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Remembering the Great War

Resorts and Travel

Lysa Allman-Badwin | 7/10/2014, 2:11 p.m.
It’s hard to fathom—and in some ways it’s very disturbing—that in this generation, where Americans have been deep in the ...
The museum incorporates a wide array of extensive comprehensive exhibits examining every facet of the war. Photo by Lysa Allman-Badwin

It’s hard to fathom—and in some ways it’s very disturbing—that in this generation, where Americans have been deep in the throes of numerous global military conflicts, we have also reached the 100th anniversary of World War I. Also known as the “Great War,” it raged from 1914 to 1918, with the participation of reportedly over 100 countries, including those in Europe, Asia, Africa, Australia and, of course, America.

In the United States, we were under the command of President Woodrow Wilson when Congress approved our entrance into the war in 1917. When all was said and done, the costs were great for all countries involved—financially, economically, physically and sociologically. The lingering effects—both positive and negative—have been deeply entrenched in the history and psyche of this country in the century that has followed.

CAPTURING HISTORY

There are numerous historical sites, organizations and the like, both here and abroad, that impart their own particular perspectives and accounts of WWI. But the best—and the only museum in America dedicated solely to honoring those who served in the Great War and preserving the history, objects and personal experiences related to it—is the National World War I Museum at Liberty Memorial.

The location of the museum itself, in Kansas City, Mo., is one of its most unique aspects, as one might think that a memorial for such a momentous global conflict might have been placed in a more highly visible city, like Washington D.C., for example. But that is part of the allure and story.

Kansas Citians were so deeply involved in the war efforts in a variety of ways that a mere two weeks after the Armistice on Nov. 11, 1918, they embarked upon a memorial campaign and the next year engaged in an unprecedented, community-based fundraising drive that in less than two weeks raised more than $2.5 million. That’s quite a feat in the early 1900s and a testament to the importance of the memorial for its citizens.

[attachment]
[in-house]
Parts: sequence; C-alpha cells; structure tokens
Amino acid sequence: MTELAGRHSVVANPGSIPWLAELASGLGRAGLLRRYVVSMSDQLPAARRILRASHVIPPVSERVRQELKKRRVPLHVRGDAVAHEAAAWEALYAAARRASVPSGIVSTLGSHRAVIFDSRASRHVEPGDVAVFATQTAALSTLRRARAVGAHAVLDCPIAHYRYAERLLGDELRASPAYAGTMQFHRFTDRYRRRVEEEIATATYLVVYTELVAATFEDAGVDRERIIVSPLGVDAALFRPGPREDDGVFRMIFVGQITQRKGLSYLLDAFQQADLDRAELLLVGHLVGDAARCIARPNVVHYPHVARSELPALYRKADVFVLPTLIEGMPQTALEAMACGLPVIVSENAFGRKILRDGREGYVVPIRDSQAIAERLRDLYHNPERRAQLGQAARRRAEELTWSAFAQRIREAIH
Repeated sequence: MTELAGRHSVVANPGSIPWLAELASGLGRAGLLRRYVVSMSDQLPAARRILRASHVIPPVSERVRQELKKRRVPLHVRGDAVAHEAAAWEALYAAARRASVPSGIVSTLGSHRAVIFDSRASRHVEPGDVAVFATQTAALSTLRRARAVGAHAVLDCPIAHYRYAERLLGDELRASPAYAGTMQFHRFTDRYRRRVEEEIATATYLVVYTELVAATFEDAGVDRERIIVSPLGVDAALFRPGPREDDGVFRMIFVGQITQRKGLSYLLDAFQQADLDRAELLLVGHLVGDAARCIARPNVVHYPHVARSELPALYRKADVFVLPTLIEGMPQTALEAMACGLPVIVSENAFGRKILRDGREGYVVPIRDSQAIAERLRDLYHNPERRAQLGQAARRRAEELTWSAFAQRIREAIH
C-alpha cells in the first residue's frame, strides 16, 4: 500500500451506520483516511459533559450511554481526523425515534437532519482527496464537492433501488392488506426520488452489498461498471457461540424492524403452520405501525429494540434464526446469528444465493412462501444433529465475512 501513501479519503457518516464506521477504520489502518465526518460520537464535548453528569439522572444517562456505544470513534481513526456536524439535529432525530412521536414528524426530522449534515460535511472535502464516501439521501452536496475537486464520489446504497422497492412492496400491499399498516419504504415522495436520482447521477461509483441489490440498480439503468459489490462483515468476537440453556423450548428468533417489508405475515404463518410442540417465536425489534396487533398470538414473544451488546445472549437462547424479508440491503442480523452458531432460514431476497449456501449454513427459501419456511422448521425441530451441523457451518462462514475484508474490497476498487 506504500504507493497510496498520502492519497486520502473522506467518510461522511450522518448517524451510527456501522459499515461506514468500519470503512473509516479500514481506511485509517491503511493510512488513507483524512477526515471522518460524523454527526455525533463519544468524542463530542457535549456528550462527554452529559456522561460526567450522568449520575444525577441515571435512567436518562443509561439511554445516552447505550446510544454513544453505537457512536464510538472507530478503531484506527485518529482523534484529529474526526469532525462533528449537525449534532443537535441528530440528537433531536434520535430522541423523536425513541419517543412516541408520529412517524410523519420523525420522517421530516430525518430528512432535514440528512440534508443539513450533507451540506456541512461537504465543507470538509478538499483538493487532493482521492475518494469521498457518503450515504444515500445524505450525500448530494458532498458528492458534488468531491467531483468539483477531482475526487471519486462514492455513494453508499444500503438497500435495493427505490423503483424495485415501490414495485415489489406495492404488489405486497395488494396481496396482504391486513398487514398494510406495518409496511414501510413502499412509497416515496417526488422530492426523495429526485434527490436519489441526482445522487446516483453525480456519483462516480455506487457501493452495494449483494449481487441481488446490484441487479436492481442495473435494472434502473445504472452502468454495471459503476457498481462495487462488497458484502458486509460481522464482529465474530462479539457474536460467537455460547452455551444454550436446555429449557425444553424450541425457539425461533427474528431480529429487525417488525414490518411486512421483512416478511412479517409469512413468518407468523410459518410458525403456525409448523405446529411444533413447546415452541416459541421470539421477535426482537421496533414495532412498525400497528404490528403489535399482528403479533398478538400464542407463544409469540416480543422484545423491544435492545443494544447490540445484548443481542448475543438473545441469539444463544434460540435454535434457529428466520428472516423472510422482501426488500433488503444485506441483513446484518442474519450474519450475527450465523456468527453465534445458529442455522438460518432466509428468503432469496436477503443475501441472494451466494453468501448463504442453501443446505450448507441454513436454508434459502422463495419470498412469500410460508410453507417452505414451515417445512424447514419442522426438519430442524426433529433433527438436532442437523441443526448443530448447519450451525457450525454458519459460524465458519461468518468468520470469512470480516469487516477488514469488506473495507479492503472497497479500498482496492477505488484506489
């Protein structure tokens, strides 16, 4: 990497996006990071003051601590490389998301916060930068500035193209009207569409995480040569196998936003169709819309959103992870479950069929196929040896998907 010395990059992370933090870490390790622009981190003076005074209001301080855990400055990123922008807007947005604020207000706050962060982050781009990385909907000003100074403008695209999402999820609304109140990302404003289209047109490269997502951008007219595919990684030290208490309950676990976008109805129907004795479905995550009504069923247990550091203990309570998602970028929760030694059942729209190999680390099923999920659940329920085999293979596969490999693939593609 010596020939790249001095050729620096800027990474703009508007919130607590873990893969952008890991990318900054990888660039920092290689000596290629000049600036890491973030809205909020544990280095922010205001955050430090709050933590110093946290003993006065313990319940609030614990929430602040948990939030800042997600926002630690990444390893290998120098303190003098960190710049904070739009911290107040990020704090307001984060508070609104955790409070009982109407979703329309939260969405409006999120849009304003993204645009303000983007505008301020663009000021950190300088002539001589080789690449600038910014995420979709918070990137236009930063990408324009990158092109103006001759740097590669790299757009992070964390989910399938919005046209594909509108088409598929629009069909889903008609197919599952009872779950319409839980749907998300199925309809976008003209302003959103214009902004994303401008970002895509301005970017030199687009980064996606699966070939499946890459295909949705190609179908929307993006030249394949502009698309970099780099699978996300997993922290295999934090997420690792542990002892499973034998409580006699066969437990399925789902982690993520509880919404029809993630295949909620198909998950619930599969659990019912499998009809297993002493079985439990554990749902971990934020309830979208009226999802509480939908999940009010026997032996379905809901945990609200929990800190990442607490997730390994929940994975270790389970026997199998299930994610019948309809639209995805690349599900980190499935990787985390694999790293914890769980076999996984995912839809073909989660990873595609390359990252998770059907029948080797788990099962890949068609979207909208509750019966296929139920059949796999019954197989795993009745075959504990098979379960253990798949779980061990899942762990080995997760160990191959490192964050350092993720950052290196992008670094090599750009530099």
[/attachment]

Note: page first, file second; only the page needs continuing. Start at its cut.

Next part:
On Armistice Day in 1926, the Liberty Memorial opened its doors for the first time, and subsequent restorations—the latest completed in 2006—since that time have earned it designations as one of Kansas City’s iconic landmarks, by Congress as the National World War I Museum and as a National Historic Landmark. Since it opened, more than 1 million people have walked through its hallowed halls, including several current and former political dignitaries, including President Barack Obama, Vice President Dick Cheney, Sen. John McCain and Gen. Colin Powell, among others. And it continues to draw increasingly more worldwide attention, particularly during this WWI centennial year.

One of the most distinguishing features here is the architecture, the museum being built in the Egyptian Revival style and encompassing several distinctive entities. The main museum building whisks you away to another place and time at the entrance, where visitors encounter a dramatic glass bridge stretched over a field of 9,000 red poppies, each representing 1,000 combatant fatalities. And if you do the math, you’ll immediately grasp the gravity of it all–that’s 9 million fighting participants, plus an estimated 4 million to 5 million civilians deaths—all in the span of four short years.